For Washington himself, Irving has only admiration, which, however, he is able to express without fulsome panegyric. He dwells on the great leader's magnanimity, on his evenness of temper, his infinite patience, his freedom from trace of vanity, self-interest, or sectional prejudice, his confidence in the justness of the cause, and his trust in Providence, a trust which faltered least when circumstances were most adverse. Irving admired unstintedly the warrior who could hold in check trained and seasoned European soldiers with an ‘apparently undisciplined rabble,' the 'American

Fabius' who, when the time was ripe, was found to possess 'enterprise as well as circumspection, energy as well as endurance.'

The personal side of the biography is not neglected, but no emphasis is laid on particulars of costume, manners, speech, what Washington ate and drank, and said about his neighbors. Irving could have had little sympathy with the modern rage for knowing the size of a great man's collar and the number of his footgear. The passion for such details is legitimate, but it is a passion which needs to be firmly controlled. In brief, throughout the work emphasis is laid where emphasis belongs, on the character of Washington, who was the soul of the Revolutionary War, and then on the moral grandeur of that great struggle for human rights.

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A historian of American literature says: 'Ir'ving had no message. He was not indeed enslaved by a theory literary or political; neither was he passionate for some reform and convinced that his particular reform was paramount. But he who gave to the world a series of writings which, in addition to being exquisite examples of literary art, are instinct with humor, brotherly kindness, and patriotism, can hardly be said not to have had a message.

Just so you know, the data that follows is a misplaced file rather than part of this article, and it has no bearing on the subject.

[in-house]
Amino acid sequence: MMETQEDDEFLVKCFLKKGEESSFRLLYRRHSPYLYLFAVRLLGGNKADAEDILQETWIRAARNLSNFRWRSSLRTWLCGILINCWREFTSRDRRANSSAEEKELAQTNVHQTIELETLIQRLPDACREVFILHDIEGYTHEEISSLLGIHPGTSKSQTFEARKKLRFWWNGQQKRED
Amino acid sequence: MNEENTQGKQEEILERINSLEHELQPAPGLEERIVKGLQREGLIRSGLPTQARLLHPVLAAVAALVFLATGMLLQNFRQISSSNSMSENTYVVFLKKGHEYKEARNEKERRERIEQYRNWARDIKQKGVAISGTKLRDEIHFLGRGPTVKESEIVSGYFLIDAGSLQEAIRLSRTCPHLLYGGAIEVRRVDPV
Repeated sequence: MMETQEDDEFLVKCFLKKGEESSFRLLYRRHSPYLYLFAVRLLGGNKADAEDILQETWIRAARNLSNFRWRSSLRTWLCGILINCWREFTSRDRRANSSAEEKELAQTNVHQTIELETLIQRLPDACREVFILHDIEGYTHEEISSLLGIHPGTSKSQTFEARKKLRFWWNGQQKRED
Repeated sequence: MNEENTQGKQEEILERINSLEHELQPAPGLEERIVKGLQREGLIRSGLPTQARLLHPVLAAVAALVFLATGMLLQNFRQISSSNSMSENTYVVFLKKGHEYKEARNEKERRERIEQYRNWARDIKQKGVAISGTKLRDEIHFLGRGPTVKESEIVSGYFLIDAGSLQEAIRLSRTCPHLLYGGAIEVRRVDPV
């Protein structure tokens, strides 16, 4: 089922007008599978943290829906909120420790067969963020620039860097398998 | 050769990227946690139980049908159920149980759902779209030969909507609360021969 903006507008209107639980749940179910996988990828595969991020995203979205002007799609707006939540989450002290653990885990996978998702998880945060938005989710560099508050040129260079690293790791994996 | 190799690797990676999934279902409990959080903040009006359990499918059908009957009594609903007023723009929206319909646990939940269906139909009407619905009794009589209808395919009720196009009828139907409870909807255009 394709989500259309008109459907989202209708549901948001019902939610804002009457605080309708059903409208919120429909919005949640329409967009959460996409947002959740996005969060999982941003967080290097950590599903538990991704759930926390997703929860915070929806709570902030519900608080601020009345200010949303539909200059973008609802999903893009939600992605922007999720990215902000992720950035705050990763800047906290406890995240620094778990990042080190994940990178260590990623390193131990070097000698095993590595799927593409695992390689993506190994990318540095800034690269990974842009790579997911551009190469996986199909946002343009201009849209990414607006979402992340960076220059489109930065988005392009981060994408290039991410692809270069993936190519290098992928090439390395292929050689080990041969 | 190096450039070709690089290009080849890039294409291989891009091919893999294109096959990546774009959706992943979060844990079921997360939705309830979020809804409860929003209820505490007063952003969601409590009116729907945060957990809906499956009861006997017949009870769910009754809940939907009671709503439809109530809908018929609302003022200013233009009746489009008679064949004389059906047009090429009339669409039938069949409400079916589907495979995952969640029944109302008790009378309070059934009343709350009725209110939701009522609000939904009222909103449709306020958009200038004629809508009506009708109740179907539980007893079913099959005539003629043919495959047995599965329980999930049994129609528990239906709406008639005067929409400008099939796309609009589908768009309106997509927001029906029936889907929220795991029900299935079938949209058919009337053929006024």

Irving rendered an immense service to the biographical study of history. Columbus, Mahomet, the princes and warriors of the Holy War, are made real to us. Nor is this all. His books help to counteract that tendency of the times to make history a recondite science. History cannot be confined to the historians and erudite readers alone. Said Freeman to his Oxford audience one day: ‘Has anybody read the essay on Race and

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* Language in the third series of my Historical Essays? It is very stiff reading, so perhaps nobody 'has. And one suspects that Freeman rejoiced a little to think it was 'stiff reading.'

Nevertheless the public insists on its right to know the main facts. And as Leslie Stephen says, 'the main facts are pretty well ascertained. Darn' ley was blown up, whoever supplied the powder, ' and the Spanish Armada certainly came somehow 'to grief.' That man of letters is a benefactor who, like Irving, can give his audience the main facts, expressed in terms which make history more readable even than romance.

Irving perfected the short story. His genius was fecundative. Many a writer of gift and taste, and at least one writer of genius, owes Irving a debt which can be acknowledged but which cannot be paid. Deriving much from his literary predecessors, and gladly acknowledging the measure of his obligation, Irving by the originality of his work placed fresh obligations on those who came after him.

With his stories of Dutch life he conquered a new domain. That these stories remain in their first and untarnished beauty is due to Irving's rich humor and ‘golden style,' and to that indescribable quality of genius by which it lifts its creations out of the local and provincial, and endows them with a charm which all can understand


and enjoy.